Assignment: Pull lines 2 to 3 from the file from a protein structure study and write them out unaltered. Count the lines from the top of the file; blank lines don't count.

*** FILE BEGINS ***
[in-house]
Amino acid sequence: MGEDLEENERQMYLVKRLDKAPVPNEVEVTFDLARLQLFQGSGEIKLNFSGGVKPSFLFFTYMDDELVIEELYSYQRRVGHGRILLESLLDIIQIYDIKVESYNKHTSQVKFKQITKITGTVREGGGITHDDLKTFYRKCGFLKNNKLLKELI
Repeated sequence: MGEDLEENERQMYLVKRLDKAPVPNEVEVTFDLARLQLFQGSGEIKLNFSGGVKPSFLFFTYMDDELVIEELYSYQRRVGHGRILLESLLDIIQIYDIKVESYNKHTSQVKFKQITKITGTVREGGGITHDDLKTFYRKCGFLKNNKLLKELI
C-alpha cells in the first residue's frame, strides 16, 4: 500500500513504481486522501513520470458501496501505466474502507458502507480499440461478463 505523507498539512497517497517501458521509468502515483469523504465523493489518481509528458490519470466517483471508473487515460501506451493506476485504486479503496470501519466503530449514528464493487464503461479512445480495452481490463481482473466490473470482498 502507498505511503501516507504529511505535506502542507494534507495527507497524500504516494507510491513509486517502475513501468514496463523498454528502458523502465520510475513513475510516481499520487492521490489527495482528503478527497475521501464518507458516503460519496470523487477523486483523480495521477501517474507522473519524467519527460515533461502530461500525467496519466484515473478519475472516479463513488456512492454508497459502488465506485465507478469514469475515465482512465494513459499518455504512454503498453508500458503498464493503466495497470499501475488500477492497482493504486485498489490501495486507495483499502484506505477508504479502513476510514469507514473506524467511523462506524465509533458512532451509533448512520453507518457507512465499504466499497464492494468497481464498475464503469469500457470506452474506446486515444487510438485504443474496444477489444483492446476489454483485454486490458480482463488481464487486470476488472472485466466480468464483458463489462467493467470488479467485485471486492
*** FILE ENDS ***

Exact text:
Amino acid sequence: MGEDLEENERQMYLVKRLDKAPVPNEVEVTFDLARLQLFQGSGEIKLNFSGGVKPSFLFFTYMDDELVIEELYSYQRRVGHGRILLESLLDIIQIYDIKVESYNKHTSQVKFKQITKITGTVREGGGITHDDLKTFYRKCGFLKNNKLLKELI
Repeated sequence: MGEDLEENERQMYLVKRLDKAPVPNEVEVTFDLARLQLFQGSGEIKLNFSGGVKPSFLFFTYMDDELVIEELYSYQRRVGHGRILLESLLDIIQIYDIKVESYNKHTSQVKFKQITKITGTVREGGGITHDDLKTFYRKCGFLKNNKLLKELI